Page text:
The Things They Carried Essay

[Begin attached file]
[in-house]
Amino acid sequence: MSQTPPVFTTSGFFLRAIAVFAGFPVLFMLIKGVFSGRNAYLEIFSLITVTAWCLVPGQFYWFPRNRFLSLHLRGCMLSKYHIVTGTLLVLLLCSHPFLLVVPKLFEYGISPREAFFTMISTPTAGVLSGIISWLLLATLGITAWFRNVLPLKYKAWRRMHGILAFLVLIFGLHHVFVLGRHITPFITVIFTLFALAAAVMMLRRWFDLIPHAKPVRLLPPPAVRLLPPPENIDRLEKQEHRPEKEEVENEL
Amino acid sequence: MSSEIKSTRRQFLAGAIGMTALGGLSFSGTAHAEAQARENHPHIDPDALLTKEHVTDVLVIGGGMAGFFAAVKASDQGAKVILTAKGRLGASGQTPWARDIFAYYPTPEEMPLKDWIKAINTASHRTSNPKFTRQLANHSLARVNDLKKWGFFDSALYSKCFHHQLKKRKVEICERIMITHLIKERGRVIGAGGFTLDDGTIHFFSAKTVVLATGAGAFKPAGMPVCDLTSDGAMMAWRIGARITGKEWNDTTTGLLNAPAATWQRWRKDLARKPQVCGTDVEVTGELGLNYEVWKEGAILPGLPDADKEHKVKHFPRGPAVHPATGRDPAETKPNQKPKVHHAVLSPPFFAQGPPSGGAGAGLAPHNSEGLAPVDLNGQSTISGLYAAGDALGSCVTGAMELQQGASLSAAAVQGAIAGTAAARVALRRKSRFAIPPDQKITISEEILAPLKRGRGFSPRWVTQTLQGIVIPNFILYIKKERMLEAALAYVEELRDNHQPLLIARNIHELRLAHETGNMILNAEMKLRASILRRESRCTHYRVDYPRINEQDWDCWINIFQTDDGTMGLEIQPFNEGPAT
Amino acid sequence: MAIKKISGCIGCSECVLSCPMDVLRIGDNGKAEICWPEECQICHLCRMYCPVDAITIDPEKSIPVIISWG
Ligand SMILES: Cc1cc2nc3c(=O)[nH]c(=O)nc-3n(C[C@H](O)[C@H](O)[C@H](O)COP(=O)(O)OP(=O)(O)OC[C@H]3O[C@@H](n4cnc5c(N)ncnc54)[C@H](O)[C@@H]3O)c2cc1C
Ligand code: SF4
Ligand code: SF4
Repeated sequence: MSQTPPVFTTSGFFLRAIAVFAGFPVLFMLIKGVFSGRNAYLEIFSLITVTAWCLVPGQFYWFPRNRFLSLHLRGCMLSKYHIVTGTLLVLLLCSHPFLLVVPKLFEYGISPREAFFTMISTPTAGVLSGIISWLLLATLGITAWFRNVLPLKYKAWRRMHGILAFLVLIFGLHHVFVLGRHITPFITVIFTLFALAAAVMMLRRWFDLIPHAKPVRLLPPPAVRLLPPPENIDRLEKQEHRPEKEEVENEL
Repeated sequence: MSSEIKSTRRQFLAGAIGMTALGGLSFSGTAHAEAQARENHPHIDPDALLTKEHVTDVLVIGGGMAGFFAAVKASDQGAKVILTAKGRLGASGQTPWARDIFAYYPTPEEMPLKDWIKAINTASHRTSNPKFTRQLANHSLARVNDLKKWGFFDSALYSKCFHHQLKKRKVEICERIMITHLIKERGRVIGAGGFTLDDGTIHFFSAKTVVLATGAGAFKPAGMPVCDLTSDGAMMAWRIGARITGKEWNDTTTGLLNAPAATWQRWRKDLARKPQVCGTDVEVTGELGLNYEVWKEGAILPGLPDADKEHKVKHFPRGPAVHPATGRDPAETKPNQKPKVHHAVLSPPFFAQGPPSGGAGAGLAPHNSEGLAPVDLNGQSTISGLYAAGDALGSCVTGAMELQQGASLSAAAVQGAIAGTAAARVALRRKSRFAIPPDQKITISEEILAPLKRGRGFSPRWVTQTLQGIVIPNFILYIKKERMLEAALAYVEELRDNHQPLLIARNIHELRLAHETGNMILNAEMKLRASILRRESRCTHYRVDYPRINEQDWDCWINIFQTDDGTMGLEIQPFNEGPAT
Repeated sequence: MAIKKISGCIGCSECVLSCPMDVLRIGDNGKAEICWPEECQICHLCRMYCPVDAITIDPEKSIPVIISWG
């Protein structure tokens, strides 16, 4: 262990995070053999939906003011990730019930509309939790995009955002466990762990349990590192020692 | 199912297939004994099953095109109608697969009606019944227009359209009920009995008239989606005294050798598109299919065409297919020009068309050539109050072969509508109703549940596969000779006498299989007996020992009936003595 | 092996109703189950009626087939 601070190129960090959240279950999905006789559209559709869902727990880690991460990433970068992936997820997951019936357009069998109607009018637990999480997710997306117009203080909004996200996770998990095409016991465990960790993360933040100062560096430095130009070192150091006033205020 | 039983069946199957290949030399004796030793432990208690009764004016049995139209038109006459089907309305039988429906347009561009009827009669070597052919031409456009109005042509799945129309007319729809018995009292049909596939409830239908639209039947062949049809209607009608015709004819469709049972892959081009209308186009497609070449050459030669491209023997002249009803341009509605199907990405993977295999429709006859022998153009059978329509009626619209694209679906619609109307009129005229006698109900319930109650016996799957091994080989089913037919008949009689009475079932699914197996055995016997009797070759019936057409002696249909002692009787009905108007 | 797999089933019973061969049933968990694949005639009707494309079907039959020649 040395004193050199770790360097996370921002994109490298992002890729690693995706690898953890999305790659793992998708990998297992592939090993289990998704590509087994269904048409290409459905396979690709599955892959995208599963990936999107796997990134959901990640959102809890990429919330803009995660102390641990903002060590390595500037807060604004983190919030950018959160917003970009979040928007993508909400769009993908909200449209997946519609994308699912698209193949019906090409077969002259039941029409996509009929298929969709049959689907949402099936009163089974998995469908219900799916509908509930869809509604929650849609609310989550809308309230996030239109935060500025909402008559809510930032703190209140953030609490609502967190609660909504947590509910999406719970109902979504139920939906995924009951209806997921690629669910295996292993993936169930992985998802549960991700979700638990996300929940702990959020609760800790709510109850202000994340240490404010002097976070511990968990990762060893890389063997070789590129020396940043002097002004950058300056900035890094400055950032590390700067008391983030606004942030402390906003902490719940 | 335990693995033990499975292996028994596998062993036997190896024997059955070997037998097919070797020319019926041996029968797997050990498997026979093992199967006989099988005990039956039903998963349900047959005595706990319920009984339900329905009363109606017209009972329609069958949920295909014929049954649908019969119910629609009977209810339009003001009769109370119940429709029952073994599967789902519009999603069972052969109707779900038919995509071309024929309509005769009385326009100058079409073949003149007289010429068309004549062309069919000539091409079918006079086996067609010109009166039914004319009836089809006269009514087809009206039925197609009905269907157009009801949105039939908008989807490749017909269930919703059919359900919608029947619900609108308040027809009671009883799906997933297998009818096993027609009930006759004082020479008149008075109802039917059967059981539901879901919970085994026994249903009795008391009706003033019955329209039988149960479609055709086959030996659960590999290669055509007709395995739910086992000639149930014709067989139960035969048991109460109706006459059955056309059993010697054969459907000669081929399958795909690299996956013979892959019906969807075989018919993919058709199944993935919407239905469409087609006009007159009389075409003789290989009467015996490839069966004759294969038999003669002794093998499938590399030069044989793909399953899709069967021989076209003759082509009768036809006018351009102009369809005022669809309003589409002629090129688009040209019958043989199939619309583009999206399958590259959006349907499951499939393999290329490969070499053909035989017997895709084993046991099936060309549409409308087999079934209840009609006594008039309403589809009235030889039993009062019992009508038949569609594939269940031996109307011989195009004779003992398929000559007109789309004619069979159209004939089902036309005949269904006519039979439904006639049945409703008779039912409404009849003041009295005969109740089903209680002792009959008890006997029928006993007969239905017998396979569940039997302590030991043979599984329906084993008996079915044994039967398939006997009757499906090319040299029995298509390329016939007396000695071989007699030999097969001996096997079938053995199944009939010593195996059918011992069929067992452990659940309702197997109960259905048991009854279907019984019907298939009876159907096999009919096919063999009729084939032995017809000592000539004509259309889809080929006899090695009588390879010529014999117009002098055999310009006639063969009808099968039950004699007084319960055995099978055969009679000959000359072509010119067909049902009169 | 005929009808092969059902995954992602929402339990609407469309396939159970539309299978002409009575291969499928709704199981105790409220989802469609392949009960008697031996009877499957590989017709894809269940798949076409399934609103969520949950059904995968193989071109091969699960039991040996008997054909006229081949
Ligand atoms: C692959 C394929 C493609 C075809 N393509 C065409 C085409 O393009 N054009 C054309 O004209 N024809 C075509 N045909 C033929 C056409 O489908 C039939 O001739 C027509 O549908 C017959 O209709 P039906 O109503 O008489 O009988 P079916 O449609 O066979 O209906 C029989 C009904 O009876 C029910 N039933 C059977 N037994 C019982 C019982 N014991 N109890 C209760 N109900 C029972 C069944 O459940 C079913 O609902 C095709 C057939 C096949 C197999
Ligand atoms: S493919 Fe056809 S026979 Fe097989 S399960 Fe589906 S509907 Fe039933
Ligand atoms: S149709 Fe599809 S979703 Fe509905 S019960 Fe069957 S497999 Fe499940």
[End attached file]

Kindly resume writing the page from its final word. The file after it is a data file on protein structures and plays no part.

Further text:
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There is always more than one side to a story, in the novel by Tim O’Brien it shows that many events can happen but will be interpreted in many different ways. In Tim O’Brien’s The Things They Carried is not a war story, but a post-war story, the story of what the outsiders can’t understand but what insiders can’t explain. Tim O’Brien recalls and tells some of his experiences about the Vietnam war, as well as makes reflections about the events. He shows his feelings through stories that are difficult to identify as “true.” This book shows situations of hurt, friendship, and love that soldiers experienced in war and what kind of affect they have after the war. In O’Brien’s book the event that stood out the most was Kiowa’s death. Kiowa’s didn’t just affect O’Brien but even all the soldiers in his platoon. When Kiowa went under the waste all the men were affect and Lieutenant Jimmy Cross took full responsibility. Jimmy Cross took full responsibility because it was his fault that they camped out so close to the waste on such flat ground. When Lieutenant Cross was mentally writing to Kiowa’s father, he knew he wanted to take full responsibility “.....he would apologize point blank. Just admit” (O’Brien 169). Tim O’Brien never got over the death of Kiowa until he went to Vietnam with his daughter who was ten at the time. The moment that became clear that O’Brien had finally made peace with Kiowa's death was when he thought to himself “There was again that sense of recognition” when he was going through the swamp with his daughter by his side watching (O’Brien 186). The death of Kiowa always stuck with Tim O’Brien because he had never made peace with his death. O’Brien realized that when Norman Bowker hung himself six months later after Tim O'Brien's received a 16 page letter explaining his love and anger towards the first book for Kiowa not being present in the

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